No court will lend its aid to a man who finds his cause of action upon an immoral or illegal act

Court of Appeal of Malaysia: The principal issue in this case was whether there is a resulting trust i.e whether the deceased, Ismail bin Barliar held the said disputed property  on a resulting trust for and on behalf of the plaintiff where the plaintiff had never established that the purchase of the property was solely through the plaintiff’s money. The appellant (the administrator of the estate of Ismail bin Barliar)  appeals against the decision of the High Court  which held that there was a resulting trust and contends that there was clear evidence to show that the respondent did not purchase the disputed property solely with his money. The plaintiff-respondent at the material time was a Deputy Minister and  had used the deceased’s name purportedly as nominee to acquire the disputed property from the State Government.
The 3-Judge Bench held that, “If A buys a property using his own money and registers the property in the name of B, by operation of law, it is said that B holds the property on a resulting trust for A. This is actually a settled principle of law.” The Court observed that the conduct of the plaintiff as well as the bank officers who extended the loan per se attracts the concept of illegality as well as public policy and referred to Patel v. Mirza, [2016] 3 WLR 399 : [2016] UKSC 42 as instructive, where Lord Toulson reiterated the well-established principles in this area of jurisprudence to say that:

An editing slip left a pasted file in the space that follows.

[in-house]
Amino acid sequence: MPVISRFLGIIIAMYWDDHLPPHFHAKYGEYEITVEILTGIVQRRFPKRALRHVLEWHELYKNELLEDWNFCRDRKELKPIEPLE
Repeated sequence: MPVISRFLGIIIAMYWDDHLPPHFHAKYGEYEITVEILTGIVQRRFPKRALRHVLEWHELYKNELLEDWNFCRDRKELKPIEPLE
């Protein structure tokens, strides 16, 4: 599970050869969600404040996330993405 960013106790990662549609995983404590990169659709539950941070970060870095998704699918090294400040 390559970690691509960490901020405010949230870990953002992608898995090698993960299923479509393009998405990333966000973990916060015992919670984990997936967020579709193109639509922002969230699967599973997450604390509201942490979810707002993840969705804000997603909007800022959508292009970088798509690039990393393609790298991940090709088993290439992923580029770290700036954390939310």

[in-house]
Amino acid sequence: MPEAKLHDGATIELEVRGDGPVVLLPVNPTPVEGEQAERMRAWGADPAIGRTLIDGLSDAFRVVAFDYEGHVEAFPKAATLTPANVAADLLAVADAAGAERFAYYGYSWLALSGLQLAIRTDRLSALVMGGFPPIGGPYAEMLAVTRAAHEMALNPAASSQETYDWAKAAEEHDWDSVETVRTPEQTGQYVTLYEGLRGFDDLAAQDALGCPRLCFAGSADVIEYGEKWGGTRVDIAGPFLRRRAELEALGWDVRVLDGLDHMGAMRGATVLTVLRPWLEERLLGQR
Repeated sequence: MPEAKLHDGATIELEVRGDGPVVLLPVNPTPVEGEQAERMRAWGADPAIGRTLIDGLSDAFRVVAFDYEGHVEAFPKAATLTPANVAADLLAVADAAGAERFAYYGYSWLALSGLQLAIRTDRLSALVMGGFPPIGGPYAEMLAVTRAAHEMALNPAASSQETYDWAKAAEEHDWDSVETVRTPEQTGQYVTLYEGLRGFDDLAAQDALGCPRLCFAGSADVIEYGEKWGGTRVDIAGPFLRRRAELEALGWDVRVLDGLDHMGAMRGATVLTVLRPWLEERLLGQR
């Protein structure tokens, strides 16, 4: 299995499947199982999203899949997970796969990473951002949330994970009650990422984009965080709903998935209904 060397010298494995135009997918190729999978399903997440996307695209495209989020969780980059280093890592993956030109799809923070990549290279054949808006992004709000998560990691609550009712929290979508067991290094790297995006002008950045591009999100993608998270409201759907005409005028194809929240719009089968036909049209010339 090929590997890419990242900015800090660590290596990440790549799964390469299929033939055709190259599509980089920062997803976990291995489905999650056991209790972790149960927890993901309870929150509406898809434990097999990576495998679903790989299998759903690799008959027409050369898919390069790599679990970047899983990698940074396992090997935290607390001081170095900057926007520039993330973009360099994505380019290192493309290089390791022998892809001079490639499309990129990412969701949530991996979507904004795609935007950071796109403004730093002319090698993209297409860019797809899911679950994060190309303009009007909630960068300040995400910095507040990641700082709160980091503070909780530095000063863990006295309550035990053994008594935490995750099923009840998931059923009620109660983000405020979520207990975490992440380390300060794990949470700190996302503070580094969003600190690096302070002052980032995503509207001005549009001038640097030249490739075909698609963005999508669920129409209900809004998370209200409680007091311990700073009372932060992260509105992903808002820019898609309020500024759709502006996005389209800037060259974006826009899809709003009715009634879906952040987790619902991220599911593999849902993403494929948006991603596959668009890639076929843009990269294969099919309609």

(i) No court will lend its aid to a man who founds his cause of action upon an immoral or an illegal act.
(ii) Illegality has the potential to provide a defence to civil claims of all sorts, whether relating to contract, property, tort or unjust enrichment, and in a wide variety of circumstances.
The leading English case which anchors the jurisprudence relating to resulting trusts is the statement of Eyre CB in Dyer v. Dyer, [1788] 2 Cox 92, where His Lordship said that the trust of a legal estate results to the man who advances the purchase price. The Court held that the High Court should not have entertained an equitable relief which is discretionary in nature when the general norms of equity had been violently breached. The appeal was allowed with costs  to the appellant/first defendant, subject to allocatur and the judgment of the High Court was set aside. [Mohd Iftitah Bin Ismail, the Administrator of the Estate of Allahyarham Ismail Bin Barliar v. Dato’ Hasan Bin Malek , 2016 SCC OnLine MYCA 264, decided on September 2, 2016]

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